News of Qatar Airways new “revolutionary” Economy Class seat is somewhat of an outcast. For the most part, announcements into improved cabin experiences tend to only happen in First and Business; with Economy and Premium Economy being somewhat of an afterthought. You only have to look into the coverage into recent examples such as Singapore Airlines and Emirates revamping their A380 Suites and Business Class cabins.
However, it could be argued that with the success of Qsuites, a product the carrier had launched on the same stage a couple of years back, a new Economy seat may signal that the company is making a concerted effort on the regular traveller at the back.
Which Planes will it Launch On
The seat will debut on the A321neo and A321LR when they arrive with Qatar Airways. Not only will these jets replace some of the older A320’s in the fleet, but they’ll also take on some routes currently served by the A330’s. Over the coming years they will eventually be retrofitted across the whole of Qatar Airways’ widebody fleet, but unlikely on the Airbus A380 — the first of which will be removed from the fleet in 2024.
While no retrofit schedule was put forward, the carrier did say it would aim to complete the fleet-wide retrofit in five to eight years (by 2027).
Qatar Airways has 50 A321neo on order with 10 of those converted to the Long-Range model which is widely considered the ‘middle-of-market’ aircraft operating already with carriers the likes of Arkia Airlines, TAP Air Portugal and Aer Lingus. The likely event is that Qatar wants to test the waters on regional routes before fully committing to their wide-body counterparts. Expect to see them on routes to India, Africa, and so-on in the near future.
The New Seat
The seat is officially called “the Quadra” and is made by Italian company Optimares. The company is perhaps best known for the “courtesy aisle access” of its Maxima business class seat aboard Hawaiian Airlines.
While the carrier has clearly indicated it will not be introducing a Premium Economy cabin, The seat is offered in both economy and premium economy widths across all major airframes.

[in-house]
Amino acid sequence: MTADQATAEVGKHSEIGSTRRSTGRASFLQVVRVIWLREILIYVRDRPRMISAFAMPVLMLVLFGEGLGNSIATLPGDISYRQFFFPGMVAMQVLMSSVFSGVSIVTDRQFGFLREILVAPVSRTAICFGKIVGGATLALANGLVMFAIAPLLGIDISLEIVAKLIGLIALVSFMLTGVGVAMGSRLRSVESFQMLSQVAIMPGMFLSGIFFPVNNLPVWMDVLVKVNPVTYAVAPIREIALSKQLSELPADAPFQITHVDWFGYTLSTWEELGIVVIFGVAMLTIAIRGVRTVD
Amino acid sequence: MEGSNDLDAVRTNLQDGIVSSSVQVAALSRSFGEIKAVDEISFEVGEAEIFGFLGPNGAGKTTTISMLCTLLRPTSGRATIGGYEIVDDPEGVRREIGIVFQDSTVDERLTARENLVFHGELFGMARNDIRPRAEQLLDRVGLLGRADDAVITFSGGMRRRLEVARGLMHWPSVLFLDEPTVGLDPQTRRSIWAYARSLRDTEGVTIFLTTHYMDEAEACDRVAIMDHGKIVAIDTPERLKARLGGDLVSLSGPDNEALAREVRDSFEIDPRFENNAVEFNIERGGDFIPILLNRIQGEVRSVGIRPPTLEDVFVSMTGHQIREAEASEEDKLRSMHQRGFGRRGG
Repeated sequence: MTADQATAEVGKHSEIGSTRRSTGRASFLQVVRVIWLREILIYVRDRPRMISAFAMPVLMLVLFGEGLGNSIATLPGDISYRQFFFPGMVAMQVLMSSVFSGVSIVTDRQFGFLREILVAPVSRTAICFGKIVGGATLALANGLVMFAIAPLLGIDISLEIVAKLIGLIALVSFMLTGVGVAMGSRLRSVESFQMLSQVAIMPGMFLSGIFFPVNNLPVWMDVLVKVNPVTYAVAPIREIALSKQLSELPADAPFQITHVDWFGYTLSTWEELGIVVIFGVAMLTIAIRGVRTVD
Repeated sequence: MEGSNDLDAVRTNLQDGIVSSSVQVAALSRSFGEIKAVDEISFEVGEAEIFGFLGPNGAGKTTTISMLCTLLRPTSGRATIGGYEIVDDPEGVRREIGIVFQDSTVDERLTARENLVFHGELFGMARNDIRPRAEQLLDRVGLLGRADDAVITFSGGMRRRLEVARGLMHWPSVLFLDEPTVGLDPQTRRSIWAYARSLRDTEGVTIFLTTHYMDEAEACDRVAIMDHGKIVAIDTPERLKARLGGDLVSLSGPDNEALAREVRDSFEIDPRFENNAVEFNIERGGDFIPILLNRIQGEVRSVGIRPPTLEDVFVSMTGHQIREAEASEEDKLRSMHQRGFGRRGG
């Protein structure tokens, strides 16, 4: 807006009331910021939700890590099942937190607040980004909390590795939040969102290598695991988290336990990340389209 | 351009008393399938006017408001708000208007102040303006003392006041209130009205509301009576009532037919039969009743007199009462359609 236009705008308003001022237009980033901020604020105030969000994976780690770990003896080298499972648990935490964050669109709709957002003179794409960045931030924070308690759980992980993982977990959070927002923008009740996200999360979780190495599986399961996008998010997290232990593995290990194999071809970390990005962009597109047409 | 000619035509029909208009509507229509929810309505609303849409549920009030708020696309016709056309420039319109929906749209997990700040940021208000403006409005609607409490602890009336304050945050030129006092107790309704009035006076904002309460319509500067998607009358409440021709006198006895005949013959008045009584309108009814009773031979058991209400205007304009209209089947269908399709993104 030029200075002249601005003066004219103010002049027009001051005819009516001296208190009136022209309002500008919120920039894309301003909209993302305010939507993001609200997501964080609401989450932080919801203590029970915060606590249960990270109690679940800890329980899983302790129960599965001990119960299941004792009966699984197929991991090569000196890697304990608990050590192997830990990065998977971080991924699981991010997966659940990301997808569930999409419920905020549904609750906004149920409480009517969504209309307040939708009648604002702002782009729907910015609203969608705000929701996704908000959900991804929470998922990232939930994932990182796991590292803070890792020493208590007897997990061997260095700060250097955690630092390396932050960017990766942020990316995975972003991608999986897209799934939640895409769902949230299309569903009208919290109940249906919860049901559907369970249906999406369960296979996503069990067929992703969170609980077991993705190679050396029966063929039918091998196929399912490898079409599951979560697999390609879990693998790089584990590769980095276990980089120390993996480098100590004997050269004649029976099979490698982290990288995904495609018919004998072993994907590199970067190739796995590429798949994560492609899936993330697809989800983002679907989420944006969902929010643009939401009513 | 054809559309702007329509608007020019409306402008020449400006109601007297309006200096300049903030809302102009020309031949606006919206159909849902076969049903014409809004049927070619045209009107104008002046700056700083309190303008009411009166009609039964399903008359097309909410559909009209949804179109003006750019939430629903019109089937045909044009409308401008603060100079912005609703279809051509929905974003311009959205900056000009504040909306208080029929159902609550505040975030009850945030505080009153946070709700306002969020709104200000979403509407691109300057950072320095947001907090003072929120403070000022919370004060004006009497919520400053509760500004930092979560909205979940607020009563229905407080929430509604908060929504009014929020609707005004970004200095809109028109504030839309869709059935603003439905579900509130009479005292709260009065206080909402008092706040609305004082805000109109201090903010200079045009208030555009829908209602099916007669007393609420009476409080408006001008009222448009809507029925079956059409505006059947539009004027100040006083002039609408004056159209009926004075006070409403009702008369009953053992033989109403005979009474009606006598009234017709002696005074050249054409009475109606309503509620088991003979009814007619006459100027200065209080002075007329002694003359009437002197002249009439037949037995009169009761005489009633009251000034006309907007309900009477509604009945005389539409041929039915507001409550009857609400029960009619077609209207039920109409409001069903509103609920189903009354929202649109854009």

Let’s be clear; while the carrier is at the front in terms of Business class innovation, there isn’t much you can do with a standard economy airline seat to make it better. While the carrier has lauded the seat as a new “revolutionary product for Economy travellers”, clearly a distinction needs to be made between what is ‘revolutionary’ and ‘enhanced’.
The carrier describes it as a “semi-fixed” system. In more traditional terms it would be known as an articulating seat pan. The benefit of this is that you are able to recline by adjusting the seat pan and lumbar region within a fixed shell; In English, the key highlight of the seat is that it slides forward to give you additional recline without affecting the seat behind you too drastically. This is a big plus and is the main attraction of the seat; you no longer have to worry about someone going into you anymore, but it does come with its own drawbacks.
The limitation is the loss of legroom, as the seat pan slides forward, you are effectively trading legroom for uninterrupted recline which may impact taller passengers disproportionately.
That said, prior to its entry into the seating market, the seat was tested in an Airbus A380 mockup, and then refined multiple times. The Italian company state that their market research suggests passengers perceive that the ‘Quadra’ seat provides approximately 35% more space than traditional recliner seats.
Their pre-recline angle is six degrees for takeoff and landing, though the airline touts a 19-degree total recline range.
Speaking of which, the seats will have dual surface spaces, including a foldable full-size table for meals and well as a space to work.